Social Cognition and Communication
We are a peculiarly social species. Maintaining large and cooperative social groups allowed us to outcompete the larger and stronger Neanderthals. Maintaining these communities requires us to understand the minds of others and ensure that we ourselves are understood.
The Social Cognition and Communication Research Group investigates how human beings understand each others’ minds, how we use speech, gesture, and facial expressions to communicate, and how together this allows us to influence the minds of others.
Current research projects
- Exploring social cognition in virtual reality (Dr Liam Cross and Dr Gray Atherton)
- Are emoji emotional? (Dr Linda Kaye)
- The potential impact of extra-legal factors on jury decision making (Dr Joyce Humphries)
- The impact of loneliness on processing social cues (Dr Felicity Wolohan)
- A community-based approach to making behaviour more sustainable: uncovering implicit attitudes to climate change and assessing their significance for climate action. (Prof Geoff Beattie & Dr Laura McGuire).
- A multimodal approach to understanding lies and deceit in various real-world contexts: the implications for effective lie detection (Prof Geoff Beattie)
- The implicit association between fonts and expressive qualities (Dr Andrea Piovesan)
- Online health messaging- the role of personality traits and social media behaviours (Dr Linda Kaye, Dr Helen Wall & Dr Lauren McGale)
Are emoji emotional?
Dr Linda Kaye’s work is exploring the emotional processing of emoji, and how this corresponds to language. Specifically, it is establishing the extent to which emoji are actually processed emotionally.Find out more Live well online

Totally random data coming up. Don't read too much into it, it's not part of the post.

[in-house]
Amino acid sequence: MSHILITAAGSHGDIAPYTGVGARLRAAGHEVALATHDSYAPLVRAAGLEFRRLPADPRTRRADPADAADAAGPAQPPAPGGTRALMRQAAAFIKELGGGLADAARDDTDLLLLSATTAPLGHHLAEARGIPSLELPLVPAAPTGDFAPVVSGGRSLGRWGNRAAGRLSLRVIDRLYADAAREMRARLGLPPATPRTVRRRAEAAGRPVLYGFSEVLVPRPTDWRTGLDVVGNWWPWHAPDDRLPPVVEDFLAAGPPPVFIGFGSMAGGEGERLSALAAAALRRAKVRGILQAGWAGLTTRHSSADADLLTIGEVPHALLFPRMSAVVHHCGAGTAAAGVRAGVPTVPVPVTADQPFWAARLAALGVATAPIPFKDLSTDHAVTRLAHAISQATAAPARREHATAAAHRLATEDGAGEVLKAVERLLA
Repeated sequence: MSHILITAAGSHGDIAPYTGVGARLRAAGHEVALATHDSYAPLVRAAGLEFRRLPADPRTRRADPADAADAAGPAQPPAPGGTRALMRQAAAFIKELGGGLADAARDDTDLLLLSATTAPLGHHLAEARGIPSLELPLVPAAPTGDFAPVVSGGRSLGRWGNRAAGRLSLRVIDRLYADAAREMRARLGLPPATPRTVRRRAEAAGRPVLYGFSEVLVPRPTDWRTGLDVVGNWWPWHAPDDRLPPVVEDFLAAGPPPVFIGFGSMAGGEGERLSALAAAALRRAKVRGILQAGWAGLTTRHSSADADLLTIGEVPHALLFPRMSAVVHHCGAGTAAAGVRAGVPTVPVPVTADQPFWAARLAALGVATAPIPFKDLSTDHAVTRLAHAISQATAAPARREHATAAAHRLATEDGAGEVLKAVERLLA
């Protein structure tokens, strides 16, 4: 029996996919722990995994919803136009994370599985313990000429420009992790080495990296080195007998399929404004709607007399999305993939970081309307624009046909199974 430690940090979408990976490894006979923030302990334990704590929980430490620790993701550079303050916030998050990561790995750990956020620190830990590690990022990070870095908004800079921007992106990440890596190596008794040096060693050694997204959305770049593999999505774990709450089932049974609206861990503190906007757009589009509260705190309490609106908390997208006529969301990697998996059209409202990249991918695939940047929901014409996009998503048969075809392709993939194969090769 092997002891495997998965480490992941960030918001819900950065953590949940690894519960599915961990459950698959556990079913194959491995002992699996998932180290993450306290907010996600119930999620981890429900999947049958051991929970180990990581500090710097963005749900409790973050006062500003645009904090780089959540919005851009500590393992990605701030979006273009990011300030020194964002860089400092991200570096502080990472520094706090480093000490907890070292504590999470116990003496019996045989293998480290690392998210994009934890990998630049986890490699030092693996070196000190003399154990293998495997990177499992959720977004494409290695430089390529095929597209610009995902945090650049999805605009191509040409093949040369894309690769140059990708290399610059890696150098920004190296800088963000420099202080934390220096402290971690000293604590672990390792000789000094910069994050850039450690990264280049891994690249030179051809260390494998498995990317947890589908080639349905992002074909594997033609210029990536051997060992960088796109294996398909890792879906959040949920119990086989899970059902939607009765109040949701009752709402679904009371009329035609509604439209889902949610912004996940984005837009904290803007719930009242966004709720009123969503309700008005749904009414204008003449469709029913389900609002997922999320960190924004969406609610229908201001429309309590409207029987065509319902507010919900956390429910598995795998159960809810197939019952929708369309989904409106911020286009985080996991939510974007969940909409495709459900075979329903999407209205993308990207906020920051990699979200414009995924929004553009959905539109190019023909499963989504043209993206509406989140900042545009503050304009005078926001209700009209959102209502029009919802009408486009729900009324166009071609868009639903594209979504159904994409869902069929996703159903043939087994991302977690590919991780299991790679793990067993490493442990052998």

VR, Social Synchrony and Anthromorphism
Dr Gray Atherton and Dr Liam Cross have recently developed applications that measure visual perspective-taking towards given agents in the virtual world. This has allowed for testing the effects of social synchrony on the ability to take the perspective of other agents.
Rethinking Body Language
Professor Geoff Beattie’s research on multimodal communication has shown that spontaneous iconic gestures are an integral part of speaking and convey core parts of the underlying semantic message.Understanding human interaction to help tackle societal issues
- Professor Geoff Beattie’s novel The Body’s Little Secrets (Gibson Square) was reviewed in Semiotica in 2019 by Professor Marcel Danesi from the University of Toronto.
- The Times Education Supplement (TES): What body language can do to aide learning
- The Conversation: Marching for equality: research shows that walking in step can bring people closer together– by Dr Liam Cross
- The Conversation: You can tell more about a person from their Facebook page than by actually meeting them– by Dr Linda Kaye & Dr Helen Wall
- The Conversation: What your emojis say about you– by Dr Linda Kaye, Dr Helen Wall & Dr Stephanie Malone
- The Conversation: The psychology behind Trump’s awkward handshake … and how to beat him at his own game– by Professor Geoff Beattie
- The Conversation: How Donald Trump bullies with his body language– by Professor Geoff Beattie
- The Conversation: Why you’re better at whistling than singing– by Dr Michel Belyk
- The Conversation: What psychology can tell us about why some people don’t wear masks – and how to change their minds– by Dr Helen Wall, Dr Alex Balani and Dr Derek Larkin
- The Conversation: Coronavirus shows how to get people to act on climate change – here’s the psychology– by Professor Geoff Beattie and Dr Laura McGuire
- The Conversation: Body language books get it wrong: the truth about reading nonverbal cues– by Professor Geoff Beattie
- The Conversation: Joe Biden: slips of the tongue can project our own hidden thoughts, fears and anxieties– by Professor Geoff Beattie
There are various ways you can get involved in our Social Cognition and Communication research.